AH the NINETEEN-NINETIES. Not only the last decade to have a proper name, arguably the last decade when rock music made significant strides forward (or backward, in a good way). From Kyuss stretching out smoking time in the early part of the decade to the Dillinger Escape Plan bringing it to a cataclysmic finale with Calculating Infinity, I think this decade (and not just because I was fully functioning for most of it) will come to be remembered as a Golden Age of rock.
Palehorse are a beautiful distillation of what happened in those 10 years, tracing their lineage back to kids screaming from the UK’s suburbs, forming such forgotten hardcore stalwarts as Kneejerk, Abjure and Sunstarvedday, and playing to upwards of 10 people across the country. People from these bands became Palehorse and proceeded to put out a couple of fairly low-key but great releases.
In years to come Kneejerk may come to more prominence as being future Prime Minister Frank Turner’s first band, but it’s not really their fault if this happens. They were famous for crying a lot on stage, however it sounds as though Palehorse might have got the bedwetting out of their systems a long time ago, and seem to have a pretty dry take on things generally, as no doubt cynical and embittered old men. The pics accompanying this release suggest a dangerous amount of humour might be present too.
Wielding two bass guitars, they fashion slowly erupting epics on this album, from the opener ‘What Is Wrong With You People?’ onwards, which has an absolutely great build up, like Slint on steroids, before settling into a haunting, relaxed strut. The vocals begin in similarly Slintish fashion, muttering away but in a noticeably sardonic tone, like Joeyfat on some sort of downers (if that means nothing to you, they were/are another great British ‘post-hardcore’ band, or whatever).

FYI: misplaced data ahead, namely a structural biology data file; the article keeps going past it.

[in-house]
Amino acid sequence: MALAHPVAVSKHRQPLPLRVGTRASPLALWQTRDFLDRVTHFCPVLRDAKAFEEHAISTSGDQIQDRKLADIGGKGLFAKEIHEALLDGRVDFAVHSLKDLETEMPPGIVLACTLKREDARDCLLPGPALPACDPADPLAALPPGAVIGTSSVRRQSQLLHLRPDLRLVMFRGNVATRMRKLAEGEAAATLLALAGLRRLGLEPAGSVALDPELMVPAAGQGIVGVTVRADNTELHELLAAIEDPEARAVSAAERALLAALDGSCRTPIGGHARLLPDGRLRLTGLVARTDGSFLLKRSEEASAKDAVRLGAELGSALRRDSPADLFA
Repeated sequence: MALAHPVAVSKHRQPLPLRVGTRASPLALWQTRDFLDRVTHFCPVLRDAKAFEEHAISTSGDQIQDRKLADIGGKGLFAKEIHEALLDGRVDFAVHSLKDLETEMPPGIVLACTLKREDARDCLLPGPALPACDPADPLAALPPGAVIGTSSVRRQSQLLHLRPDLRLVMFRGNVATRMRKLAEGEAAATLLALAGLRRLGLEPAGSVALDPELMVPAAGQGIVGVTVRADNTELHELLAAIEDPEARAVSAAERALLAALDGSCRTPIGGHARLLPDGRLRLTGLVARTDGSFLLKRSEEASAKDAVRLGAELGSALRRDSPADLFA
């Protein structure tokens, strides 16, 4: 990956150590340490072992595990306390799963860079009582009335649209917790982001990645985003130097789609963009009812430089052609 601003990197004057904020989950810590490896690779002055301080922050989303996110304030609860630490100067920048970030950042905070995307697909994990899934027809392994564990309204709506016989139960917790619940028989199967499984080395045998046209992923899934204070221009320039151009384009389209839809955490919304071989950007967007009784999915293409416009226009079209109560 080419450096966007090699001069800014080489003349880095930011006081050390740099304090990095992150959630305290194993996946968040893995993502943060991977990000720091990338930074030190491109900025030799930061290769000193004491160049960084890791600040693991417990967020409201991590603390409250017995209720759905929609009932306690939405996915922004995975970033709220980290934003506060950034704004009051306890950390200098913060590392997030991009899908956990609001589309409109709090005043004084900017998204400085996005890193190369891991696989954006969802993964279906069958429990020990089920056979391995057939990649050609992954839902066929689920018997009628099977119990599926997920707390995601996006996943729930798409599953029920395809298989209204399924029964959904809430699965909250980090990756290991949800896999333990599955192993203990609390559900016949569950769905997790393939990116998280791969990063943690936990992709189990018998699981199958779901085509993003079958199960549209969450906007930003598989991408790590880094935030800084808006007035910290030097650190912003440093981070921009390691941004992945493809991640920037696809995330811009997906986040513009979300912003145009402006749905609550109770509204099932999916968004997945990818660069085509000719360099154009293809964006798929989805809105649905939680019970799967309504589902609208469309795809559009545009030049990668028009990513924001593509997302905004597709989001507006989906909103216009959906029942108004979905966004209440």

But soon, heralded by some lovely psychedelic phasing fuzz, the vocals erupt into pissed off screams, I guess inevitably, but no less impressive for being something you might expect. The track twists and turns towards a brilliantly Harvey Milk-meets Hawkwind comedown. It’s a real peach.
However things keep up the standard from then on, with ‘Don’t Bitch My Shit’ doing some prog-Iron Monkey isms, the bassmen really giving it some fretboard fun, and the song approaching near-dancehall action. ‘Five Grown Men (Holding Hands)’ almost redefines bass-driven hardcore, taking Nomeansno-style grumble into a more bleak, disaffected bit of town, and making you wonder why more bands don’t just play on the biggest fucking strings they can buy. Track four, ‘Full Power Anglo-Gambian Rinseout’ has a bit of classic London found sound, built around a ranting street preacher, apparently heralding the coming apocalypse (why are these people always so desperate to convert everyone, why don’t they just be happy in their discovery of the Lord?). Anyway, exploding into an organ-underpinned shouter, it’s another chamber of horrors on this wonderfully dark and unpleasant record, which is one of the finest things I’ve heard for a long time.
‘Charnel No 5’ also breaks new ground, like the missing link between Khanate and Converge – this might be what the world of hardcore needs, you never know chaps! And finally, ‘Skin Flick’ is just wonderful, slow-building melodically and desolately over the sound of a projector, finally becoming a very affecting, soulful closer to the album, with the whole band pouring their hearts out. This is the sound of people just laying themselves bare, with little consideration for how things might fit, whatever scene they might be in (despite all of my attempts to offer comparisons, just to bring in as many people as possible to this great band!). So all in all, yes I recommend this, utterly.
Scribed by: James Parker